December 13 2013 Latest news:
Saturday, October 5, 2013
Low crime, good schooling, and easy access to public transport – the basic trio that attract buyers looking for a new home in London. But there’s another box estate agent’s are eager to tick when trying to attract wealthy house hunters to their patch.
“We’ve known it’s been coming for a while now,” says Gideon Gold, director of Hunters Estate Agent in West End Lane and a property expert for West Hampstead.
“Although we’ve seen our high street change with the arrival of major chain coffee houses and major supermarkets, this adds a different dynamic altogether.”
He, along with many of his colleagues in the local property market, have been keeping a close eye on rumours that a Little Waitrose is about to open in West End Lane.
On Friday, the supermarket company finally announced its “long-standing ambition” to open a store in West End Lane.
There has been a oft-repeated maxim that having a Waitrose on your doorstep adds significant value to your home.
As more and more new homes come without parking for residents, access to close-by amenities is quickly becoming as essential as traditional factors - and for estate agents, the more upmarket the better.
Earlier this year, property researcher Savills decided to investigate the “Waitrose effect” further and discovered a clear trend.
Across the country, houses situated close to a Waitrose were on average 25 per cent higher in value than those further away.
In London, the effect was even more marked with prices rising an astonishing 50 per cent.
Sophie Chick, a research analyst at Savills, said: “It’s clear that buyers should expect to pay significantly more for their home if they wish to have a store on their doorstep.
“Our analysis identifies a very clear house price premium in Waitrose store locations.”
But do house prices really jump after a Waitrose has opened, or is it simply a case of the company employing a canny strategy to open their stores in already affluent areas?
Peter Gobey, sales manager at Greene Estate Agents in West End Lane, says it’s a mixture of both.
“There’s a significant difference in cost as you find yourself getting closer to the other Waitrose in Finchley Road, with prices jumping from up to £850 per square foot to almost £1,000,” he explained.
“But this new Waitrose could certainly now boost house prices for those nearby households who have previously had only Sainsbury’s and Tesco on their doorstep.
“The location of nearby amenities is becoming increasingly important, especially as an increasing number of properties don’t come with parking spaces.
“But it’s worth noting that house prices in the area have been going up 8 to 10 per cent for the past two years anyway, so it could also be a case of Waitrose finding the area is now well-suited.”
Judging by the reaction from West Hampstead residents, Mr Gobey is not wrong.
Enthusiasm has not been hard to find despite the possibility of disruption from delivery vans and shoppers - something that nearby Tesco has received a number of complaints about.
Danny Van Emden, who works in nearby West End Lane Books, has been in the area for the past 20 years and says a Waitrose fits the changing demographic.
She said: “If it was a Tesco opening I’d be horrified, but a Waitrose fits perfectly with how the area has been changing.
“Older residents are now being joined by a lot of younger families, many of whom are international city types with huge cars.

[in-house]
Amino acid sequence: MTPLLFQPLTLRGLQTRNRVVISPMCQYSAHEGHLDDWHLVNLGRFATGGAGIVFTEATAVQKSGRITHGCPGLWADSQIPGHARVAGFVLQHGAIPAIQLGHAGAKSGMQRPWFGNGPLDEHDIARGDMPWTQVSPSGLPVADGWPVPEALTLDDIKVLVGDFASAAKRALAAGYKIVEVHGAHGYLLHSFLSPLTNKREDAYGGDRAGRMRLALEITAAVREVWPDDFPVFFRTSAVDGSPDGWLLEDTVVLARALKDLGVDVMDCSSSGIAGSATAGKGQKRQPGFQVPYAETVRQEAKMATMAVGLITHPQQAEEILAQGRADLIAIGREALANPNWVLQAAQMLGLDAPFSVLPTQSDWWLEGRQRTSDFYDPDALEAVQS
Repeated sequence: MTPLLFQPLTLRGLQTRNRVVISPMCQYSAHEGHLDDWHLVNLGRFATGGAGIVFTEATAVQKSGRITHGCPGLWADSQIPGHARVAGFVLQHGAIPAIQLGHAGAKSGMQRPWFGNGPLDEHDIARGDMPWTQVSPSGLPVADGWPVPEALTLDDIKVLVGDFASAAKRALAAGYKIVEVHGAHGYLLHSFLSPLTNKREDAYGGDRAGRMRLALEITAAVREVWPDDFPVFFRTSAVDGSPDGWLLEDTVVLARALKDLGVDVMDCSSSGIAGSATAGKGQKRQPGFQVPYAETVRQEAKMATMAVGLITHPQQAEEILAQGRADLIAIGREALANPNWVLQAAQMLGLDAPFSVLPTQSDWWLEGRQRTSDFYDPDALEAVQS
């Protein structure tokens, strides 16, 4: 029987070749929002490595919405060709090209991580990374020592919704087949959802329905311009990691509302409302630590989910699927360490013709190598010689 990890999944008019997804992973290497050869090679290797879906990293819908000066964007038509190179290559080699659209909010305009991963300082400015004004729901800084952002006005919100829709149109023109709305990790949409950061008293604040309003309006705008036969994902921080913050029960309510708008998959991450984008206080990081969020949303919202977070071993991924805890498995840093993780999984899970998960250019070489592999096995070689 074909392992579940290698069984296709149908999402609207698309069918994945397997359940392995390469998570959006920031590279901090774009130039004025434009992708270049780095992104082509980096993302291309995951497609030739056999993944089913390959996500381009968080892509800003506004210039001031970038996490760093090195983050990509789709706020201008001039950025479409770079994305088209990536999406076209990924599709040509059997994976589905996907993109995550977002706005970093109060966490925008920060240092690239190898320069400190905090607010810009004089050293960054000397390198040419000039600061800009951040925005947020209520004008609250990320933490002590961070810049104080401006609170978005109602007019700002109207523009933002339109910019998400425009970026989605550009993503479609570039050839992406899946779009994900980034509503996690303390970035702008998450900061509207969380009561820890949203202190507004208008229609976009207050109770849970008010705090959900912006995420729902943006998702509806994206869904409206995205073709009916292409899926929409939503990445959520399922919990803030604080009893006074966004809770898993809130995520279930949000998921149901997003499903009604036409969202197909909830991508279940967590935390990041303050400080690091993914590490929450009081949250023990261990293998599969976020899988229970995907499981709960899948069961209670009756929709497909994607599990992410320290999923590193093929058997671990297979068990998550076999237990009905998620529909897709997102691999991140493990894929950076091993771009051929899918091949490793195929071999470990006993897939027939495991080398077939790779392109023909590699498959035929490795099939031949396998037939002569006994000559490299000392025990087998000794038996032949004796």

“We’ve even had to change what we sell in our bookstore to adapt, stocking a bigger children section with perhaps fewer books on philosophy and poetry.”
Jonathan Turton, 39, who runs community blog West Hampstead Life, also sees the sense in opening a Waitrose in West End Lane.
He said: “It’s a sign that the area is deemed to be a significantly more affluent area than it was, although it has been on the up for a while now.
“It’s also one of these chain stores that anti-chain and pro-independent people seem to like.
“There’s not the same level of complaints about disruption and delivery lorries that we had when Tesco opened and I think there’s a presumption Waitrose will do the right thing.”
Even though a severe shortage of parking spaces means the scope for disruption is similar, residents living right on the new store’s doorstep seem willing to put up with it.
Amie Khan, 36, who lives with her family in West Cottages, which runs alongside the site of the new store, said:
“If it was a Tesco we’d be more worried.
“We’re quite pleased it’s a Waitrose as now we won’t have to travel to Finchley for our shop.
“I can’t see it hurting the value of our home either, so I think that also helps outweigh any problems with traffic.”
A more senior neighbouring resident also said the Waitrose factor was allowing her to forgive any disruptions.
She said: “I am concerned about where people are going to park - something that nobody seems to have thought through - but if it had to be anything I’m glad it’s a Waitrose.
“They’re not as bad as some of the other supermarkets around and they’re a good sign for the local area.”
So what does the presence of a Waitrose mean for your area?
Firstly, that your house price has been going up and is likely to keep going up.
And secondly, that you now live in a community where you and your neighbours are deemed to be of a certain “type” worthy of Waitrose’s attention.
Labels like “gentrified” or “yuppified” are never far off the opening of a Waitrose in London.
Even political parties are sectioning off potential voters into a new class system of the “Aldi mum” and the “Waitrose yuppie”.
But for West Hampstead, a Waitrose more likely signifies the area’s population is becoming more like its Hampstead neighbours to the north-east.